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27 May 2019
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Facilities managers can earn a tax break on their next capital energy-efficient equipment purchase, says May Laghzaoui.


04 March 2019 | May Laghzaoui

Enhanced Capital Allowance (ECA) tax relief can be secured by purchasing energy-efficient equipment listed on the UK government’s Energy Technology List (ETL). The ETL currently lists about 15,000 of the most energy-efficient products across 57 technology categories.

The ETL is composed of two separate sub-lists: the Energy Technology Product List (ETPL), which names qualified energy-saving products, and the Energy Technology Criteria List (ETCL), which specifies the energy-saving performance requirements that products must meet or exceed to be supported by the ECA scheme. 

Most purchasing businesses will only have to concern themselves with the ETPL. Technologies supported by the ECA scheme are:

  • Air-to-air energy recovery;  
  • Automatic Monitoring; 
  • and Targeting (AMT);
  • Boilers equipment;
  • Combined heat and power (CHP); 
  • Compact heat exchangers;
  • Compressed air equipment; 
  • Heat pumps for space heating; 
  • Heating, ventilation and air-conditioning zone controls; 
  • Lighting; 
  • Motors and drives;
  • Pipe work insulation; 
  • Radiant and warm air heater;
  • Refrigeration equipment; 
  • Solar thermal systems; and 
  • Uninterruptible power supplies.


The ETL is a free-to-use list that provides businesses with confidence that they are buying plant and machinery with a high standard of energy efficiency – typically the top 25 per cent of products in the market. This is backed by regular independent evaluations of the market by the ETL team across the relevant technology categories, providing a benchmark for what represents top performance.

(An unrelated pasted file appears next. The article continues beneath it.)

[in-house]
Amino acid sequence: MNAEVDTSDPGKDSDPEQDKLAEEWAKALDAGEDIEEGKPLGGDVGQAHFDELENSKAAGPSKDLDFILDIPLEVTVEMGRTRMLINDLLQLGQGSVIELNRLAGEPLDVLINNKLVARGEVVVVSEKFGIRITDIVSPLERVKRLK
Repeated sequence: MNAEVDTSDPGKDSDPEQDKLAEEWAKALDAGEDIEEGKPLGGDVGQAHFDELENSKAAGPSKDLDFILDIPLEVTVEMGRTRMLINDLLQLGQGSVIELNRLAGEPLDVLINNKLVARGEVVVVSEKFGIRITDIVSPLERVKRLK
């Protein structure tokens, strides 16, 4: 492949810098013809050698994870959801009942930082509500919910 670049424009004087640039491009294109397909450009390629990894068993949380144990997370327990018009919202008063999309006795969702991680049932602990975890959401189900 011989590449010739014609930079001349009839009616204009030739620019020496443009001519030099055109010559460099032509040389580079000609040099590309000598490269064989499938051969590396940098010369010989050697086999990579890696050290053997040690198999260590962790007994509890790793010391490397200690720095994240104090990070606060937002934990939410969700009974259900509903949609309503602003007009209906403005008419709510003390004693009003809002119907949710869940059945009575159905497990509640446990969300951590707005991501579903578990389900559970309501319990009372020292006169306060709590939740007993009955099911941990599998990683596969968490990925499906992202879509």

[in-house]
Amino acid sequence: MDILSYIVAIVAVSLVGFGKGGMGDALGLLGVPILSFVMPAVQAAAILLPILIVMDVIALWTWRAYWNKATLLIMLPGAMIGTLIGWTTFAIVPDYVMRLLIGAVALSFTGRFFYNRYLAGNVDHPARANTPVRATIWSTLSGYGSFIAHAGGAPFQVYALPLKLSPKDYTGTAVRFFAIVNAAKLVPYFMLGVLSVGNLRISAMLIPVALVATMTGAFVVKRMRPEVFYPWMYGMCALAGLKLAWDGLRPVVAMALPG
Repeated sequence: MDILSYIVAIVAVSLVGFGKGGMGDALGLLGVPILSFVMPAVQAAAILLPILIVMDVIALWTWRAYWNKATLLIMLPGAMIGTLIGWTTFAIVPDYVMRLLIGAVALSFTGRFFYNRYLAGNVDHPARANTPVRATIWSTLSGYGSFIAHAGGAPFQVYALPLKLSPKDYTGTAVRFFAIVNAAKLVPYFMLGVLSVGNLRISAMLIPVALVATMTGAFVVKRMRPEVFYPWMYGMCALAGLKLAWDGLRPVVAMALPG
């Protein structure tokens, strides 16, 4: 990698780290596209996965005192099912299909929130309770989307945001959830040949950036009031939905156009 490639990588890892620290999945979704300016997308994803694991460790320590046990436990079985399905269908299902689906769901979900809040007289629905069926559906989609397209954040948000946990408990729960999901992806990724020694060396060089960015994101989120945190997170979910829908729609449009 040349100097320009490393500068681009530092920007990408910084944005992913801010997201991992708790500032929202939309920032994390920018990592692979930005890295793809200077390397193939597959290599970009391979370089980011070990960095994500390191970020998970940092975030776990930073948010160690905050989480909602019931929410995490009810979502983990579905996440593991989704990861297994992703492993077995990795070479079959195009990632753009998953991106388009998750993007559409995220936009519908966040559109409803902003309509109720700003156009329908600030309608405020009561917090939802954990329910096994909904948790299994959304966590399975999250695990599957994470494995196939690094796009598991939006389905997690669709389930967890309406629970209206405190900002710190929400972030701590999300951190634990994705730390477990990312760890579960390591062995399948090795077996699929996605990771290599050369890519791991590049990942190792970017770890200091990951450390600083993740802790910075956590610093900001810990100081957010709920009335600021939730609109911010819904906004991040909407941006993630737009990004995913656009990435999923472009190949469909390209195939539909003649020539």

Businesses can claim 100 per cent accelerated tax relief on these products until April 2020. But while the clock is ticking on the availability of ECA tax relief, the government has no plans to stop supporting the ETL in April 2020. 

Based on rigorous energy-efficiency standards and testing processes, the ETL allows manufacturers to claim that their products demonstrate top quartile energy-saving performance, and offer customers operational savings when compared with less efficient alternatives.

When it comes to buying new equipment, FMs are looking beyond upfront capital costs to consider total cost of ownership. This is why the ETL has become an integral part of the procurement processes for many large businesses and public sector organisations. 

This brings several benefits. When designing energy-efficient features for new or existing buildings, selecting equipment from the ETL can contribute to achieving SKA rating or BREEAM assessment. Both schemes include ETL-listed energy-efficient equipment in their criteria.

The types of savings that can be achieved through buying products on the ETL are shown in the following example of a refrigeration system controls upgrade. The annual savings achieved at a commercial site running eight evaporators and one cold room are calculated as:

  • £2,900;
  • 26,200 kilowatt hours; and
  • 9.2 tonnes CO2.


With a typical additional capital cost of £3,600 and additional lifetime energy and ECA benefits of around £31,000 at today’s prices, the financial benefit of choosing an ETL listed product is over eight times the additional cost. And with a potential ECA of about £6,400 in year one, plus additional energy savings, the extra capital cost is recovered within a year of purchase. This is based on the assumption that refrigeration system controls lead to 10 per cent energy saving for a system using 262MWh/year.

Improving levels of energy efficiency helps organisations reduce operating costs and energy bills, resulting in a shortened payback period for new equipment and strengthening the business case for action. 

Another benefit of using higher energy-efficiency equipment is lower CO2 emissions, helping companies meet required internal or external sustainability targets.

FMs should make the most of this time-limited window and benefit by upgrading to high-performing energy-efficient equipment.  

May Laghzaoui is ETL project coordinator at The Carbon Trust